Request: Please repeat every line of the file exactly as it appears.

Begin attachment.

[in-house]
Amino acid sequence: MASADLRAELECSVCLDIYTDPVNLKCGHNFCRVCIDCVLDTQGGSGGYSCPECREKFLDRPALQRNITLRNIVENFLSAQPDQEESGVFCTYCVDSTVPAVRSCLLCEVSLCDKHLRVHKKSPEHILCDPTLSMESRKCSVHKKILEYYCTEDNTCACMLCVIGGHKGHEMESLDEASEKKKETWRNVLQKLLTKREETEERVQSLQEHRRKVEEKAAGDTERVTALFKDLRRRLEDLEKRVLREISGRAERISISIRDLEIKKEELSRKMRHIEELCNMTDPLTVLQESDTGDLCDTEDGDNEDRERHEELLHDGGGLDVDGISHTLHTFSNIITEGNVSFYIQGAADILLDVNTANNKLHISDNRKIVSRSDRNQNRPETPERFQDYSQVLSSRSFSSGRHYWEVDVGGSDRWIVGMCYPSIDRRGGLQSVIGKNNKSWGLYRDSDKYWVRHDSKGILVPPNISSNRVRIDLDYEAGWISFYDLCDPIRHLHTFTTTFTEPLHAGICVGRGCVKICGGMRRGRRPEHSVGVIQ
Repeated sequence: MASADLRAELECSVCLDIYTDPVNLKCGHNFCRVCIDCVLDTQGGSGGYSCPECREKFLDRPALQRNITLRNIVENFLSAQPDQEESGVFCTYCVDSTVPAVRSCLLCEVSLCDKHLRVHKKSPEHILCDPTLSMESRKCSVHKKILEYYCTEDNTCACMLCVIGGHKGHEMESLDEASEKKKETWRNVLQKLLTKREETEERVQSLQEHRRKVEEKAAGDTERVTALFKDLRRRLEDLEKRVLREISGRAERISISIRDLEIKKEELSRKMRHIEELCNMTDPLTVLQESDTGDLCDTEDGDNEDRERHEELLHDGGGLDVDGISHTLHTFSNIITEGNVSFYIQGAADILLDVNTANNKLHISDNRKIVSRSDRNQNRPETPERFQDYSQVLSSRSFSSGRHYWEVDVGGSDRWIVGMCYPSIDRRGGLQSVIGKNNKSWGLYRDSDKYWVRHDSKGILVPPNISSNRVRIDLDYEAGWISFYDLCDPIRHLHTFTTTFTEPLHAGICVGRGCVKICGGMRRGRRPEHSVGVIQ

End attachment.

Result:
[in-house]
Amino acid sequence: MASADLRAELECSVCLDIYTDPVNLKCGHNFCRVCIDCVLDTQGGSGGYSCPECREKFLDRPALQRNITLRNIVENFLSAQPDQEESGVFCTYCVDSTVPAVRSCLLCEVSLCDKHLRVHKKSPEHILCDPTLSMESRKCSVHKKILEYYCTEDNTCACMLCVIGGHKGHEMESLDEASEKKKETWRNVLQKLLTKREETEERVQSLQEHRRKVEEKAAGDTERVTALFKDLRRRLEDLEKRVLREISGRAERISISIRDLEIKKEELSRKMRHIEELCNMTDPLTVLQESDTGDLCDTEDGDNEDRERHEELLHDGGGLDVDGISHTLHTFSNIITEGNVSFYIQGAADILLDVNTANNKLHISDNRKIVSRSDRNQNRPETPERFQDYSQVLSSRSFSSGRHYWEVDVGGSDRWIVGMCYPSIDRRGGLQSVIGKNNKSWGLYRDSDKYWVRHDSKGILVPPNISSNRVRIDLDYEAGWISFYDLCDPIRHLHTFTTTFTEPLHAGICVGRGCVKICGGMRRGRRPEHSVGVIQ
Repeated sequence: MASADLRAELECSVCLDIYTDPVNLKCGHNFCRVCIDCVLDTQGGSGGYSCPECREKFLDRPALQRNITLRNIVENFLSAQPDQEESGVFCTYCVDSTVPAVRSCLLCEVSLCDKHLRVHKKSPEHILCDPTLSMESRKCSVHKKILEYYCTEDNTCACMLCVIGGHKGHEMESLDEASEKKKETWRNVLQKLLTKREETEERVQSLQEHRRKVEEKAAGDTERVTALFKDLRRRLEDLEKRVLREISGRAERISISIRDLEIKKEELSRKMRHIEELCNMTDPLTVLQESDTGDLCDTEDGDNEDRERHEELLHDGGGLDVDGISHTLHTFSNIITEGNVSFYIQGAADILLDVNTANNKLHISDNRKIVSRSDRNQNRPETPERFQDYSQVLSSRSFSSGRHYWEVDVGGSDRWIVGMCYPSIDRRGGLQSVIGKNNKSWGLYRDSDKYWVRHDSKGILVPPNISSNRVRIDLDYEAGWISFYDLCDPIRHLHTFTTTFTEPLHAGICVGRGCVKICGGMRRGRRPEHSVGVIQ